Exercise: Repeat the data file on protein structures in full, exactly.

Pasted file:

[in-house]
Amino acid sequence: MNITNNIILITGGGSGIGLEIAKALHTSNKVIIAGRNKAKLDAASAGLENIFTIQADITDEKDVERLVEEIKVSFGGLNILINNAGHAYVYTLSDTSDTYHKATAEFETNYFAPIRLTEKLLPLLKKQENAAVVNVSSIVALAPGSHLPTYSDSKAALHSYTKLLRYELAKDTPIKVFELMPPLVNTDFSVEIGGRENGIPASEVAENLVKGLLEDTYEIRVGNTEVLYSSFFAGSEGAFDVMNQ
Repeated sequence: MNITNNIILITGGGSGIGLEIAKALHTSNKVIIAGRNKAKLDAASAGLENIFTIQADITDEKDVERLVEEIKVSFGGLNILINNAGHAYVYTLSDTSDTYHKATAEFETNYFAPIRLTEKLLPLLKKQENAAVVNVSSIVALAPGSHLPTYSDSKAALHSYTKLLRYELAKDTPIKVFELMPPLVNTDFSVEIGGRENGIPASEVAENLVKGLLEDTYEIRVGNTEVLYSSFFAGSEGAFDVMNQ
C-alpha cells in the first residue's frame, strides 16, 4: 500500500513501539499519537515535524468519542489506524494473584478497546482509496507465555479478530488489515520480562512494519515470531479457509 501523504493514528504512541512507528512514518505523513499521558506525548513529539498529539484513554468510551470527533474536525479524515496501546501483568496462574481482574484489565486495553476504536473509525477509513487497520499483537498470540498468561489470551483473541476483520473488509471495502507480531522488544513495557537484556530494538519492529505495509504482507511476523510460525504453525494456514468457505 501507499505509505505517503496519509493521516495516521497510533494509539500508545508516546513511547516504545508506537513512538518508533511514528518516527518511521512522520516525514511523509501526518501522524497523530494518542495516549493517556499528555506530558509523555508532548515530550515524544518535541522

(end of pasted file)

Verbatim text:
[in-house]
Amino acid sequence: MNITNNIILITGGGSGIGLEIAKALHTSNKVIIAGRNKAKLDAASAGLENIFTIQADITDEKDVERLVEEIKVSFGGLNILINNAGHAYVYTLSDTSDTYHKATAEFETNYFAPIRLTEKLLPLLKKQENAAVVNVSSIVALAPGSHLPTYSDSKAALHSYTKLLRYELAKDTPIKVFELMPPLVNTDFSVEIGGRENGIPASEVAENLVKGLLEDTYEIRVGNTEVLYSSFFAGSEGAFDVMNQ
Repeated sequence: MNITNNIILITGGGSGIGLEIAKALHTSNKVIIAGRNKAKLDAASAGLENIFTIQADITDEKDVERLVEEIKVSFGGLNILINNAGHAYVYTLSDTSDTYHKATAEFETNYFAPIRLTEKLLPLLKKQENAAVVNVSSIVALAPGSHLPTYSDSKAALHSYTKLLRYELAKDTPIKVFELMPPLVNTDFSVEIGGRENGIPASEVAENLVKGLLEDTYEIRVGNTEVLYSSFFAGSEGAFDVMNQ
C-alpha cells in the first residue's frame, strides 16, 4: 500500500513501539499519537515535524468519542489506524494473584478497546482509496507465555479478530488489515520480562512494519515470531479457509 501523504493514528504512541512507528512514518505523513499521558506525548513529539498529539484513554468510551470527533474536525479524515496501546501483568496462574481482574484489565486495553476504536473509525477509513487497520499483537498470540498468561489470551483473541476483520473488509471495502507480531522488544513495557537484556530494538519492529505495509504482507511476523510460525504453525494456514468457505 501507499505509505505517503496519509493521516495516521497510533494509539500508545508516546513511547516504545508506537513512538518508533511514528518516527518511521512522520516525514511523509501526518501522524497523530494518542495516549493517556499528555506530558509523555508532548515530550515524544518535541522